By Andrew Langer
A coalition of Michigan sports fans, consumer groups, and free market advocates are locked in a battle over the right to resell tickets. Michigan is one of the few states that still prohibits consumers from reselling their tickets on the secondary market for more than face value, without the venue’s permission.
In addition to representing a gross interference by the government in the free market, the 83 year old law has enabled big ticket companies like Ticketmaster and StubHub to create a state-sanctioned monopoly on reselling tickets for more than face value.
As “authorized resellers,” these companies are exempt from the law that would criminalize a fan reselling his tickets to his neighbor for more than face value. (Ticketmaster enjoys this “authorized reseller” status for the Lions, Redwings, and Pistons and StubHub for the Tigers.)
In states that allow ticket resale, fans have the ability to choose from a variety of platforms where they can safely buy or sell their unwanted tickets. Because these companies compete for business against one another they are forced to provide the best service and competitive prices as well as a whole slew of consumer protections against fraud. This gives ticket buyers the ability to find the best price they are willing to pay and for ticket sellers to have the market set the value of the ticket they want to sell.
When fans buy and sell tickets on the secondary market they should have the right to come together and do so free of government restriction. The government should not mandate what an individual can do with their own property and has no place picking winners and losers in the marketplace by limiting who can resell tickets for a certain price and who cannot. When someone buys an item, that person should have the right to use it, sell it, or give it away. This applies to a wide range of markets and ticket resale should be no different.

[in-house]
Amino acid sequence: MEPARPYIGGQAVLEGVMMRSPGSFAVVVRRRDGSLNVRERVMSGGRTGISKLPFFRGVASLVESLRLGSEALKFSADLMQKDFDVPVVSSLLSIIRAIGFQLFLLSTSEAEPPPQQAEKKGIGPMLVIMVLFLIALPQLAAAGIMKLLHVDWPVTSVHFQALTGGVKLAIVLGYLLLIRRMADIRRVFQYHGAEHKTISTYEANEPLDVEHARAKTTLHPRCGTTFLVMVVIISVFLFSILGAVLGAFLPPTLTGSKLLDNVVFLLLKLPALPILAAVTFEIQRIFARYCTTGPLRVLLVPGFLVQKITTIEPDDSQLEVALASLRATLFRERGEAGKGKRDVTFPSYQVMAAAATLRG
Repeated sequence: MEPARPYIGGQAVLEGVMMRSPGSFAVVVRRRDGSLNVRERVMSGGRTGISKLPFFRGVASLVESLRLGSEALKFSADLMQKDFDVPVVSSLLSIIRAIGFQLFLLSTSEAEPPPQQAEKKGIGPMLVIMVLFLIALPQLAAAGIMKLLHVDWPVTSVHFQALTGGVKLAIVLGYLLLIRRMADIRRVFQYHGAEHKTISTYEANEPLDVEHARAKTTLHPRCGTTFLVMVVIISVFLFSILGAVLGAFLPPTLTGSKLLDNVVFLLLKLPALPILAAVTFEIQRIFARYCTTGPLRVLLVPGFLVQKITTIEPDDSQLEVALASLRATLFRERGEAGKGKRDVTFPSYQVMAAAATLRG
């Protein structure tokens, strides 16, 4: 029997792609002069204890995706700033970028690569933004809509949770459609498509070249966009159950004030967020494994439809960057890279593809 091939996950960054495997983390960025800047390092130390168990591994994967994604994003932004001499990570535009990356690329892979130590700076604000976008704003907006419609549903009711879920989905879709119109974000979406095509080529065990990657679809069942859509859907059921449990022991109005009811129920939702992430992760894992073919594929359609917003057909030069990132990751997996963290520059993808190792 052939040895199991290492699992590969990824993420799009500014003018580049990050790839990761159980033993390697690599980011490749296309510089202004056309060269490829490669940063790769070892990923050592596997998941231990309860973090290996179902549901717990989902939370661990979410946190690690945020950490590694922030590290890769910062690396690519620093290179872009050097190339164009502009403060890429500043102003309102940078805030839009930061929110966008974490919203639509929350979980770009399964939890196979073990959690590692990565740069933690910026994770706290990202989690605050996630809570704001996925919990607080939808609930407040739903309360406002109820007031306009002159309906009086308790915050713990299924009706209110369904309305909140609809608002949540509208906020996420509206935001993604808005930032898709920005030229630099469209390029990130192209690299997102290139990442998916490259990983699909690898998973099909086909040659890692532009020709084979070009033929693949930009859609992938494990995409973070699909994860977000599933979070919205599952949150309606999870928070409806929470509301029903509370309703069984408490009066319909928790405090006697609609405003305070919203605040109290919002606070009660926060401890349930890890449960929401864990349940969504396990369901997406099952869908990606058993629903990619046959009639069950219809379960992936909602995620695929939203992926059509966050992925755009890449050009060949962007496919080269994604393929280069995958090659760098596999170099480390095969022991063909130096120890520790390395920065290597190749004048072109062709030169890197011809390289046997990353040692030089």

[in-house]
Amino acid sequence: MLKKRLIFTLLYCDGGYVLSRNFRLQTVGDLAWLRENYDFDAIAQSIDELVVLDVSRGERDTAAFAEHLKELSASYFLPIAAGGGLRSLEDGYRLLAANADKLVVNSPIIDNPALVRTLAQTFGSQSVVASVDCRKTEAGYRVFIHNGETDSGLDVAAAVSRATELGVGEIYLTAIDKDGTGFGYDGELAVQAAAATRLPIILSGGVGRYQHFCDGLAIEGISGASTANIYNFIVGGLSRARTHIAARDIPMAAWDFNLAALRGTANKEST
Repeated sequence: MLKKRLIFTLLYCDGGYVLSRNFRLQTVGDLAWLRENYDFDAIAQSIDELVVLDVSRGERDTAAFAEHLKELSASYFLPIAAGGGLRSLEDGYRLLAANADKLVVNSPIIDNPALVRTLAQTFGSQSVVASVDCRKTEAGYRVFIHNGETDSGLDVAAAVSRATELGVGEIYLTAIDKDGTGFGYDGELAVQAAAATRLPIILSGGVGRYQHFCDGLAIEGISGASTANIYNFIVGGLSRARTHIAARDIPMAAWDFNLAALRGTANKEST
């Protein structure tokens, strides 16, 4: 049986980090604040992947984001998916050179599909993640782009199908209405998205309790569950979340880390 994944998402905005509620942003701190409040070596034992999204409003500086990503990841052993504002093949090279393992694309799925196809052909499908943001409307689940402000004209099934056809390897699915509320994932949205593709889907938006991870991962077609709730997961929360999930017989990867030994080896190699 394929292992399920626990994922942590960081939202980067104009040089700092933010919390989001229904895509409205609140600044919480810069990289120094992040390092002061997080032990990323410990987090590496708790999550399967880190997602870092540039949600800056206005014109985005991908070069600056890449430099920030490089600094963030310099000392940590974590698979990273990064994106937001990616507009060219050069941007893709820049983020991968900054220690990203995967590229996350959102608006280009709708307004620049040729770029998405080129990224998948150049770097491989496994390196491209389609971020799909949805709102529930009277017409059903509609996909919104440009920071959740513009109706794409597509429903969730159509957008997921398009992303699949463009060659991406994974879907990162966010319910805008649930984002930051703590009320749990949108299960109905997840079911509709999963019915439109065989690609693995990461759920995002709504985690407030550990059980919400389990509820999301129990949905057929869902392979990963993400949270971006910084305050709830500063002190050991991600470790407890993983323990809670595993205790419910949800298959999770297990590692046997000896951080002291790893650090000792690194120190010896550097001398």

These “authorized resellers,” the venues, and teams they work with, object to any changes to the law because they currently benefit from the inability of others to enter the marketplace and challenge their position. If HB5108 becomes law the free market would eliminate the stranglehold that they currently have on the resale market and force them to compete amidst a wide range of platforms with plenty of competition.
The choice for Michigan lawmakers is simple. Bring HB5108 to a vote, and eliminate this arcane restriction on reselling tickets above face value. Stand up against crony-capitalism and for free-markets and pass HB5108.
Andrew Langer is President of the Institute for Liberty—an organization dedicated to fighting for individual rights, and pushing back against crony capitalism, regardless of whether it’s coming from the left or the right. For more information visit, http://www.instituteforliberty.org/